With them all in front of you, look at all that new knowledge, all those new skills. See just how far you’ve come. And now you’re in the right analytical mindset, just have a quick think about how all those new skills can be put to good use to benefit your business – and your clients.

2) Shake off the comparison mindset

Recently, Talented Ladies Club published this article on business comparisonitis. In it, Hannah Martin talks about how detrimental it is to get into the habit of unfavourably comparing your progress with that of others.

And as a relative newbie to flying solo in business, it really resonated with me.

I found myself being slowly dragged into the comparison trap during my market research phase. But while it’s only natural to start analysing what you think competitors are doing better than you, it’s crucial to step away before it becomes self-sabotage, draining your focus and your motivation.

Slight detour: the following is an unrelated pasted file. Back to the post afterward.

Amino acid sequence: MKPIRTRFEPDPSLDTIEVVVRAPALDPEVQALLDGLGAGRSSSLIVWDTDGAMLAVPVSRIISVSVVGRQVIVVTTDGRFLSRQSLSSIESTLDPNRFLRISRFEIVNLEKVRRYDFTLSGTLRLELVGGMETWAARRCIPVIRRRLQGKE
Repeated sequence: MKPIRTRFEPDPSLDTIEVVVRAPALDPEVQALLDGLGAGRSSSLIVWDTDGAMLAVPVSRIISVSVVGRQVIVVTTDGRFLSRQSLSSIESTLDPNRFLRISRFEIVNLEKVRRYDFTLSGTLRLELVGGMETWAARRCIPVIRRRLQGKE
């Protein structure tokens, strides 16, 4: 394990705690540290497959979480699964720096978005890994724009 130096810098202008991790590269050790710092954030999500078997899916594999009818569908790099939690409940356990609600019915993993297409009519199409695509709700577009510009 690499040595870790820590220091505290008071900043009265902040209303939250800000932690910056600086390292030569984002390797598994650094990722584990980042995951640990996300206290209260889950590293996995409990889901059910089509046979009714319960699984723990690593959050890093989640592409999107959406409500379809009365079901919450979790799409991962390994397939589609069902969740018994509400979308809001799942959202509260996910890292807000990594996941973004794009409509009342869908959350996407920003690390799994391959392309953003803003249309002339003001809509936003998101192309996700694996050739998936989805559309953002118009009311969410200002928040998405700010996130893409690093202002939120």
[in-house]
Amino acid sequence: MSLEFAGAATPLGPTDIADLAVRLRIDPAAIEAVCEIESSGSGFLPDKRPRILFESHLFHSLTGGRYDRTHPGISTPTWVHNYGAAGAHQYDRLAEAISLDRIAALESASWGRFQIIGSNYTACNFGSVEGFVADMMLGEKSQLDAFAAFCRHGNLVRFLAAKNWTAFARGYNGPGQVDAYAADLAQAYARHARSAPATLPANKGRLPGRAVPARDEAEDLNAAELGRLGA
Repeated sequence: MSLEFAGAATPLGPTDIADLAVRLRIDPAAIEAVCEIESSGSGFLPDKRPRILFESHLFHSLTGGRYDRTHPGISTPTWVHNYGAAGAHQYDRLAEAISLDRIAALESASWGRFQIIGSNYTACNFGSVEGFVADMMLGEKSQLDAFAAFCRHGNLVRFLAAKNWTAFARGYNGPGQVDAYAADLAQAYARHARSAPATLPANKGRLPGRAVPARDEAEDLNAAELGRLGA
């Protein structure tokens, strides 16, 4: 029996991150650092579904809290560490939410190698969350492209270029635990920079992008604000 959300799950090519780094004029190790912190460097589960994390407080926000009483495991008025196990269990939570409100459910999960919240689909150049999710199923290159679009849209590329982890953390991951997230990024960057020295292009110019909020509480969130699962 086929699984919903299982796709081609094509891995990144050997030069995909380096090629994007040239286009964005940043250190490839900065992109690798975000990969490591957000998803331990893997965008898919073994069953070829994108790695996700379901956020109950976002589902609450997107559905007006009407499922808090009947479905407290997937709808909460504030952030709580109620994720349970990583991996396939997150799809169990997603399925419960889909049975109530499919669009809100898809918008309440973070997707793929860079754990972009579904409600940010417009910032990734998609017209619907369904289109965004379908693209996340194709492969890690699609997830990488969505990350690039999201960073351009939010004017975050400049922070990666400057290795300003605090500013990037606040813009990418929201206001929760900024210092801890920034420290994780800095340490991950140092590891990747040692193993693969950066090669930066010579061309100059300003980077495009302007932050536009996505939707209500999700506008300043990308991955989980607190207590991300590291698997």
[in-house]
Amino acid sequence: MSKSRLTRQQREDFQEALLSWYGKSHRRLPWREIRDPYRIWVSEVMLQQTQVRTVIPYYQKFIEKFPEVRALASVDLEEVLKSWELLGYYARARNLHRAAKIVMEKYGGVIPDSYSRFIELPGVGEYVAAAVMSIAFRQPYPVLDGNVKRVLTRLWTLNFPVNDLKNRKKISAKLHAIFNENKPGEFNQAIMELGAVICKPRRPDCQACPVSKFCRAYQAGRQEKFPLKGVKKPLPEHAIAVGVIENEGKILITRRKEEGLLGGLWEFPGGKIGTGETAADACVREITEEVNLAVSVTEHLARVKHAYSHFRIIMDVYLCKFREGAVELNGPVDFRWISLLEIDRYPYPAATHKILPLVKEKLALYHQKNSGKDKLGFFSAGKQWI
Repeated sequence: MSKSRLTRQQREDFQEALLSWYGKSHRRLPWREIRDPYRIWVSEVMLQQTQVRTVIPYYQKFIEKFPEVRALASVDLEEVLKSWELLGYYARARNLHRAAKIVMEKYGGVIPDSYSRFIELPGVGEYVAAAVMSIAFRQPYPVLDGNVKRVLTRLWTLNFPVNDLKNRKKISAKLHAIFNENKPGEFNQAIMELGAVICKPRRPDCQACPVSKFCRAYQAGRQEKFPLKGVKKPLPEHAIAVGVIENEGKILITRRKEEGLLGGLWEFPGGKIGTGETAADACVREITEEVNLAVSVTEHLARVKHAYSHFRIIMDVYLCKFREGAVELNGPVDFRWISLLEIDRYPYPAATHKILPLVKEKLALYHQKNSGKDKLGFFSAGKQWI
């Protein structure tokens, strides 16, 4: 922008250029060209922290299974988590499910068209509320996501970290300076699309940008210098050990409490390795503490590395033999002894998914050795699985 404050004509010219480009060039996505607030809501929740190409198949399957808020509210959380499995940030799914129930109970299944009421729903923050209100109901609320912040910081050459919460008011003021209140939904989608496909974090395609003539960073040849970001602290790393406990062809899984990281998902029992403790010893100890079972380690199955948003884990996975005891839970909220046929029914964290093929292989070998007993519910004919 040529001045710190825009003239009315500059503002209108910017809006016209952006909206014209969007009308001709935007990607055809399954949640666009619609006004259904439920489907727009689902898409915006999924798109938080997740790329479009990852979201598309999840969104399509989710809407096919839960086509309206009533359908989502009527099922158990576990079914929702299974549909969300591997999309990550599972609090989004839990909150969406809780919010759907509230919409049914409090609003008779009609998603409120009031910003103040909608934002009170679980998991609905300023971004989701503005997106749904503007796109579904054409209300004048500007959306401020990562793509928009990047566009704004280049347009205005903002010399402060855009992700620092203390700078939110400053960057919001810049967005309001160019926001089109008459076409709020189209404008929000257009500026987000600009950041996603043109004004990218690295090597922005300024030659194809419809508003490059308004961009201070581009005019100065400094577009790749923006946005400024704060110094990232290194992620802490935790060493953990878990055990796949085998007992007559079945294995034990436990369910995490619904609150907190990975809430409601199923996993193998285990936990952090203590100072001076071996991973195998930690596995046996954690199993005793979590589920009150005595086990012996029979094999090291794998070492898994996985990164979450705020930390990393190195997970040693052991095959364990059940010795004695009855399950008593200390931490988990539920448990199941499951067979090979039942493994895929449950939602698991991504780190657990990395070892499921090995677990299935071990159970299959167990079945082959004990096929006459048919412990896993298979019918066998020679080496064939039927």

Basically, they’re not you. They have different skillsets, different strengths, a different background. You’re awesome. But if you spend your time trying to emulate them and their awesomeness, you’ll lose sight of your own strengths.

So take note of best practice, remember you’re looking at what they’re choosing to put out there and own your own awesome.

3) Dream big, work towards small wins

The problem with New Year resolutions is the tiny amount of them that go fulfilled – dismal research findings show that less than 10% of people actually achieve their goals.

The trick is to be realistic. You’ve got the big dream – you need to chunk it down into the small wins.